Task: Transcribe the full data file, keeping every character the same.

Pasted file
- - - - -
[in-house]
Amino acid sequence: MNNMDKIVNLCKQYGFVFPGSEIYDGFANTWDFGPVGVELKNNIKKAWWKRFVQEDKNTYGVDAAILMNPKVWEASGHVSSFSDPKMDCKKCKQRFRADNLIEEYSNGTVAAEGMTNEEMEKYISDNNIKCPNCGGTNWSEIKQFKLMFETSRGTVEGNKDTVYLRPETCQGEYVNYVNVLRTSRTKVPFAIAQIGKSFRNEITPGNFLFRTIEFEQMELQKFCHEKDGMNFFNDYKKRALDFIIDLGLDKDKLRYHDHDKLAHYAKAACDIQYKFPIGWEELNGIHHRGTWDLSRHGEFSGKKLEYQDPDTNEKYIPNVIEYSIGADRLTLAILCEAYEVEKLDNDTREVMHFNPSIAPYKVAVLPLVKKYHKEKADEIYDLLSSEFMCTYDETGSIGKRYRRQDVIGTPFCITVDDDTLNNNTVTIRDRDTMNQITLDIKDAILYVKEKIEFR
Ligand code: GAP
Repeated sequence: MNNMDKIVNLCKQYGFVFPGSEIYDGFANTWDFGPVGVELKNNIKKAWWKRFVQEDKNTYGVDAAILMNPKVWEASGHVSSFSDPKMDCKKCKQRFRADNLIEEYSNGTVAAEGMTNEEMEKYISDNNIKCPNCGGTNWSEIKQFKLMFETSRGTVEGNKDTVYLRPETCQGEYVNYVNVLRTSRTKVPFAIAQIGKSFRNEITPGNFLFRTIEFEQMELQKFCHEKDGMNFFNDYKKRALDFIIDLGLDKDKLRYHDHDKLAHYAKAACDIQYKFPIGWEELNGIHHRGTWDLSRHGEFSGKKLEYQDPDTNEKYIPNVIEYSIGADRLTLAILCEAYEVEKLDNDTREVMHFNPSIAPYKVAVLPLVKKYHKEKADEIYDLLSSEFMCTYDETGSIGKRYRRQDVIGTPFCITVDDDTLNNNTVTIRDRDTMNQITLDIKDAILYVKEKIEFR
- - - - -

[in-house]
Amino acid sequence: MNNMDKIVNLCKQYGFVFPGSEIYDGFANTWDFGPVGVELKNNIKKAWWKRFVQEDKNTYGVDAAILMNPKVWEASGHVSSFSDPKMDCKKCKQRFRADNLIEEYSNGTVAAEGMTNEEMEKYISDNNIKCPNCGGTNWSEIKQFKLMFETSRGTVEGNKDTVYLRPETCQGEYVNYVNVLRTSRTKVPFAIAQIGKSFRNEITPGNFLFRTIEFEQMELQKFCHEKDGMNFFNDYKKRALDFIIDLGLDKDKLRYHDHDKLAHYAKAACDIQYKFPIGWEELNGIHHRGTWDLSRHGEFSGKKLEYQDPDTNEKYIPNVIEYSIGADRLTLAILCEAYEVEKLDNDTREVMHFNPSIAPYKVAVLPLVKKYHKEKADEIYDLLSSEFMCTYDETGSIGKRYRRQDVIGTPFCITVDDDTLNNNTVTIRDRDTMNQITLDIKDAILYVKEKIEFR
Ligand code: GAP
Repeated sequence: MNNMDKIVNLCKQYGFVFPGSEIYDGFANTWDFGPVGVELKNNIKKAWWKRFVQEDKNTYGVDAAILMNPKVWEASGHVSSFSDPKMDCKKCKQRFRADNLIEEYSNGTVAAEGMTNEEMEKYISDNNIKCPNCGGTNWSEIKQFKLMFETSRGTVEGNKDTVYLRPETCQGEYVNYVNVLRTSRTKVPFAIAQIGKSFRNEITPGNFLFRTIEFEQMELQKFCHEKDGMNFFNDYKKRALDFIIDLGLDKDKLRYHDHDKLAHYAKAACDIQYKFPIGWEELNGIHHRGTWDLSRHGEFSGKKLEYQDPDTNEKYIPNVIEYSIGADRLTLAILCEAYEVEKLDNDTREVMHFNPSIAPYKVAVLPLVKKYHKEKADEIYDLLSSEFMCTYDETGSIGKRYRRQDVIGTPFCITVDDDTLNNNTVTIRDRDTMNQITLDIKDAILYVKEKIEFR